Notes Home

CA644, System Software
Table of Contents

Shell, Part 2

CA644, System Software

Dr. Niall McMahon


If you print these slides, think about using two pages per sheet although don't worry too much about it!


Dr. Niall McMahon
Drawing on previous work by:
Dr. Michael Scriney
Dr. Long Cheng
And sources credited in the references.
Autumn 2022.

In Part 2

  • Loop, e.g. for ...
  • Redirection, e.g. >, >>, <
  • Pipes. e.g. tr a-z A-Z < os.txt | sort
  • Arithmetic operations, string operations and parameters
  • Functions
  • Filters, e.g. grep, cut, and regular expressions (regex)
  • Some other commands, e.g. sed, seq
  • Subshells


Python Style


$ for <i> in <list>; do
> echo $i # show the current item.
> done

Note that this is a command line example. After entering the first line, the prompt becomes > until the loop is closed by the final line, done.


$ for i in "abc" "de" "f"; do
> echo $i # Show the current item in the list defined.
> done

$ for i in {1..10}; do
> echo $i # Show the current item in the range defined.
> done

C Style


$ for ((exp1; exp2; exp3)); do
> statements
> done

The syntax is the same for while/until loops.


$ for ((i=1; i<=10; i++))
> do
> echo $i
> done

All of this can be entered on a single line, i.e.

$ for ((i=1; i<=10; i++)); do echo $i; done

There is no ; after the do.


Remembering that all the arguments passed to a script are stored in $@ and that the first line of a Bash script must be #!/bin/sh.

  • Write a script called that prints out each argument passed on a separate line.

File Operations

There are many commands whose sole purpose is to deal with files.

For example:

  • $ head <filename> shows the first 10 lines from a file.
  • $ tail <filename> shows the last 10.
  • $ cat <filename> prints out the contents of a file.

Help and Manuals

Each of these operations can have one or more flags or options.

For example, cat -n prints out line numbers.

Using --help displays the help file associated with this command.

$ man cat displays the man (manual) pages for the cat command. Type q to exit the manual.

Conditional Program Execution

You can use && as an And operator, i.e.

$ command1 && command2

$ command2 will only execute if command1 finishes without an error.

|| is used for Or operation, i.e.

$ command1 || command2

In this case, command2 will execute only if command1 fails.

Redirecting Output

The output and input of scripts can be redirected to and from files.

$ ls ~ >> list.txt
Lists the contents of your home directory and appends the output to a file called list.txt

$ ls ~ > list.txt
This lists the contents of your home directory and overwrites the output of a file called list.txt



A pipe takes the output from one program and passes it to another.

The syntax is:

$ command1 | command2

The standard output for command1 will be passed into command2 as an argument.


Imagine we put one of the loop examples into a script called So one of the lines in the file contains a for statement and we want to see this line. There are simpler ways to do this including using grep directly on the file, but we could do the simple minded:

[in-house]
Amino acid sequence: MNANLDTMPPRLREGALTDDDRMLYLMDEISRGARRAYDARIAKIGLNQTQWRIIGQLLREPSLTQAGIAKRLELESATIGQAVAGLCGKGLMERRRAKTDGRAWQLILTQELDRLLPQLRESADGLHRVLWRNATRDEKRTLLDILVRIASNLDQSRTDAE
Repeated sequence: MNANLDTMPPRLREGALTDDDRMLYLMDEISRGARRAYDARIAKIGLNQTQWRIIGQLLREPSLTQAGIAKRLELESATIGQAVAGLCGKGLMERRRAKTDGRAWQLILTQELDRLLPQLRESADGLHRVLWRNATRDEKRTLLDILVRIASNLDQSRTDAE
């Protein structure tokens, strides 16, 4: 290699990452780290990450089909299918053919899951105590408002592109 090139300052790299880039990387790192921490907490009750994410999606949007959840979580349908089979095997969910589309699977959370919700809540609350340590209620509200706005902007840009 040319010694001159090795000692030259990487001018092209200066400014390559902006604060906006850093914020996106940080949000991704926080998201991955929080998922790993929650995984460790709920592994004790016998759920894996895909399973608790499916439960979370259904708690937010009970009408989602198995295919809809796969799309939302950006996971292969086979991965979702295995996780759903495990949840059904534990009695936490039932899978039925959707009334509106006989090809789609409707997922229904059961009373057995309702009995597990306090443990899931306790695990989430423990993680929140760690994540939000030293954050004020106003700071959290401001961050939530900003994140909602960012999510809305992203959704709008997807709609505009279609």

$ cat ./ | grep "for"

In this example, the output from cat ./ - the content of the file - is passed in to the grep command as its second argument. grep looks for a substring and displays lines that contain the substring. (More about grep later.)

The output will be:

for i in {1..10}; do

Arithmetic Operations

Incorrect Syntax

Shell cannot perform arithmetic directly; the following structures will not work:

$ echo 1 + 2
$ x = 5
$ y = $x + 1
$ echo $y
$ x = $x + $y
$ echo $z

Correct Syntax


Use the builtin command let,

$ let x=1+2
$ echo $x

This also works,

$ let "x = 1 + 2"
$ echo $x


You can also use the command, expr,

$ expr 1 + 2
$ x=`expr 1 + 2`
$ echo $x

Note that the inverted commas here are backticks. The are usually at the top left of the keyboard.

Double Brackets (( ))

This also works,

$ x=$((1+2))
$ echo $x

As an exercise, try,

echo $x

And repeat the operation. Syntax is critical. Watch the spaces!

Working with Dates

Try this script:

begin_time=`date +%s`
sleep 5s
finish_time=$(date +%s)
echo "t1: $begin_time"
echo "t2: $finish_time"

The syntax date +%[s|S] formats the current date and time in seconds. This is the number of seconds that have passed since midnight on January 1st 1970, the Unix epoch.

More About Conditionals



  • if, else and elseif statements.
  • We can combine these with logical operators using && and ||.
  • && is an AND statement.
  • || is an OR statement.


$ let i=20
$ if [ $(($i % 2)) -eq 0 ] && [ $(($i % 10)) -eq 0 ]; then
> echo "Divisible by 2 and 10"
> fi
Divisible by 2 and 10

Note the use of the modulo operator %.

What about 2 or 10?

String Operations

Initialising String Variables, Re-Cap

From last week, there are different ways to initialise a string variable. Everything inside the quote marks in the following examples is a string:

$ str1="shell string"
$ str2=shell-string
$ str3='shell string $string'
$ str4=`command`

You can find the string length using,

$ echo ${#str}.

Using String Variables

To re-cap on last week's examples and extend them a little,

$ url=""
$ name="mcmahonn"
$ str1=$url$name
$ str2="$url $name"
$ str3=$url": "$name
$ str4="$url: $name"
$ str5="${name}'s website: ${url}/${name}/index.html"

This last line combines the defined variables into a full URL.


You can create substrings from strings, i.e. parts of the original string:

$ TEST_STRING='system software'
$ echo ${TEST_STRING: 0: 2}

The syntax here is ${string: start position: number of characters}.


$echo {TEST_STRING#*syst}
em software

The syntax here is ${string#*chars}, where string is the original string and charsis the text after which you want to extract a substring. Finally,

$echo {TEST_STRING%em*}

This prints the characters to the left of the substring em. The syntax here is ${string%chars*} .

Shortened If/Else Statements

If we have a situation that uses logic like this: